Examining the link between weight suppression and non-suicidal self-injurious behaviors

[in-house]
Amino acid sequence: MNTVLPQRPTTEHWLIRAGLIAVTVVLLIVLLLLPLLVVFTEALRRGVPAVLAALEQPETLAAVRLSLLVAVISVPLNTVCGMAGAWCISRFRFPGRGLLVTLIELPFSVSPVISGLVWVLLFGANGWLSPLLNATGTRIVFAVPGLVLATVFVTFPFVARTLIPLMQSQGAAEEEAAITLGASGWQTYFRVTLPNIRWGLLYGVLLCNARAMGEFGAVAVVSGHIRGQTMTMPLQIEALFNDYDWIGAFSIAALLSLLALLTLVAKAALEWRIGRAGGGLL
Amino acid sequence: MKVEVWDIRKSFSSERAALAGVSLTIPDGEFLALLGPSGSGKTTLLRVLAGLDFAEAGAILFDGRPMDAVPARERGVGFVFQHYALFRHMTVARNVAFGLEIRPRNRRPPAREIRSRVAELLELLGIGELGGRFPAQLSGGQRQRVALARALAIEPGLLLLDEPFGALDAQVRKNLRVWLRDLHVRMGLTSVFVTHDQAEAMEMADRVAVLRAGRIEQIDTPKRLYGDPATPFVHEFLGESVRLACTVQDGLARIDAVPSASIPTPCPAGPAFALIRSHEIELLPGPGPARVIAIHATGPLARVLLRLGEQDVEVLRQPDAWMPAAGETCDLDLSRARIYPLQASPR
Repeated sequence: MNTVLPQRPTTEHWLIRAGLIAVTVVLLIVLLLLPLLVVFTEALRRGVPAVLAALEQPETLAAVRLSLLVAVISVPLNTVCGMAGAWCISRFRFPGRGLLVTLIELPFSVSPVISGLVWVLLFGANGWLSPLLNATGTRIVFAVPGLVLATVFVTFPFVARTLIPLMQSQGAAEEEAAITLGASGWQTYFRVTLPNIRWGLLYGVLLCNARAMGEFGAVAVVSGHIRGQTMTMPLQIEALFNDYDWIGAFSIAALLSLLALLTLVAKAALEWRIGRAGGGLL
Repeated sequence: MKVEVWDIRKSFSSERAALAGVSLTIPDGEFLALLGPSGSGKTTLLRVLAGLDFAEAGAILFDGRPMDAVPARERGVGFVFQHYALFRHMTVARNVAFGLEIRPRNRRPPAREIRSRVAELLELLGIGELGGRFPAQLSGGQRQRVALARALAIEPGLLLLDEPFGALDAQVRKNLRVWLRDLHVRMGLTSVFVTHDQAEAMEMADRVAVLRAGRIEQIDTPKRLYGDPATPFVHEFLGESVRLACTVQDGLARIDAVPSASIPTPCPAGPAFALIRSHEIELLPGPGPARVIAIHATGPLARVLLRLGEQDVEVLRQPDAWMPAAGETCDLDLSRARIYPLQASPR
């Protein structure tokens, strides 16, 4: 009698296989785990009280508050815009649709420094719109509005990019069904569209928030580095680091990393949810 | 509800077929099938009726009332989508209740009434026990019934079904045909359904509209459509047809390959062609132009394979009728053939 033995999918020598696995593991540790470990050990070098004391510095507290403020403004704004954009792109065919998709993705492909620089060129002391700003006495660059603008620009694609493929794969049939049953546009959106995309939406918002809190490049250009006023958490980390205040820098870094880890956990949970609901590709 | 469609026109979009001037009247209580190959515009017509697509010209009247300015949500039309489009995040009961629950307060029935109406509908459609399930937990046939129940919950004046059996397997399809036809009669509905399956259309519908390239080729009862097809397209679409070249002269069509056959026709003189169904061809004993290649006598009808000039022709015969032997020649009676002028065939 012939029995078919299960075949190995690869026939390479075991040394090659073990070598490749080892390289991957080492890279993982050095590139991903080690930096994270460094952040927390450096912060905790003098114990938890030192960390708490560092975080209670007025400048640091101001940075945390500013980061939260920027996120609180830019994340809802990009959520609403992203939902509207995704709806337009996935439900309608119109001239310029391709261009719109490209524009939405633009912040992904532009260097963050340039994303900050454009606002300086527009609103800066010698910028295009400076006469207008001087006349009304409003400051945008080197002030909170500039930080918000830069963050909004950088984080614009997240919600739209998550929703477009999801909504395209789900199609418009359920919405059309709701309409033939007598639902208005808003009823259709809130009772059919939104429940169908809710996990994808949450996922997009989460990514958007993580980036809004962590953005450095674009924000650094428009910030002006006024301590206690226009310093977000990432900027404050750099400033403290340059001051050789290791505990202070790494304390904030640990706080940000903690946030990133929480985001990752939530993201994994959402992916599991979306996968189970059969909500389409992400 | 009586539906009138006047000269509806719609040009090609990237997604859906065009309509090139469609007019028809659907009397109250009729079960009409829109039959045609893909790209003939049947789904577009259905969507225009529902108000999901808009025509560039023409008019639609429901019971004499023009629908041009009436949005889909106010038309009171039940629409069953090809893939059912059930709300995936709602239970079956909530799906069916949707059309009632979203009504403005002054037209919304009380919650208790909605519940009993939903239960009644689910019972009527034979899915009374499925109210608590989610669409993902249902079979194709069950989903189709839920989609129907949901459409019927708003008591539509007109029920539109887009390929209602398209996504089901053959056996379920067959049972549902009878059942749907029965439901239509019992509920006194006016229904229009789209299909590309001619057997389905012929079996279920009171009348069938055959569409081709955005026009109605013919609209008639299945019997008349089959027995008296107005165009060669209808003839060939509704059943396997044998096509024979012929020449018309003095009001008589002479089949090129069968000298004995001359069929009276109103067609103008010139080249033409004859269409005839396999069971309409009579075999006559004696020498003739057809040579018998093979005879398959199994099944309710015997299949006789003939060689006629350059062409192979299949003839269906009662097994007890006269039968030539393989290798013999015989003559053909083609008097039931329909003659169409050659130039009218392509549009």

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Background Given the negative consequences of excess weight, a large portion of the US population is seeking to obtain and maintain weight loss. Weight Suppression (WS) represents the difference between previous highest adult weight and current weight and may have negative psychological consequences. The current study examined the link between WS and lifetime non-suicidal self-injurious (NSSI) behavior and explored indirect effects in this link using survey data in two large samples. Methods Sample 1 included 1011 college students (67% female, mean age?=?19?years); Sample 2 included 2461 participants from an epidemiological study (68% female, mean age?=?34?years). Models of direct and indirect effects were tested in MPlus using bootstrapping. Results As hypothesized, greater WS was associated with increased likelihood of lifetime NSSI in both samples (OR?=?1.05 and 1.02). In both samples, significant indirect effects of drive for thinness (Total R2?=?0.06 and 0.09) and depressive symptoms (Total R2?=?0.13 and 0.29) accounted for this association. Alternative models in which the indirect effect of WS was tested in associations between drive for thinness or depressive symptoms and NSSI were not supported. Conclusion Results suggest that the link between WS and lifetime NSSI may be accounted for by eating or mood-related pathology. Future research should test whether addressing associated eating and mood problems would eliminate the link between WS and NSSI as a means for reducing suicide risk.
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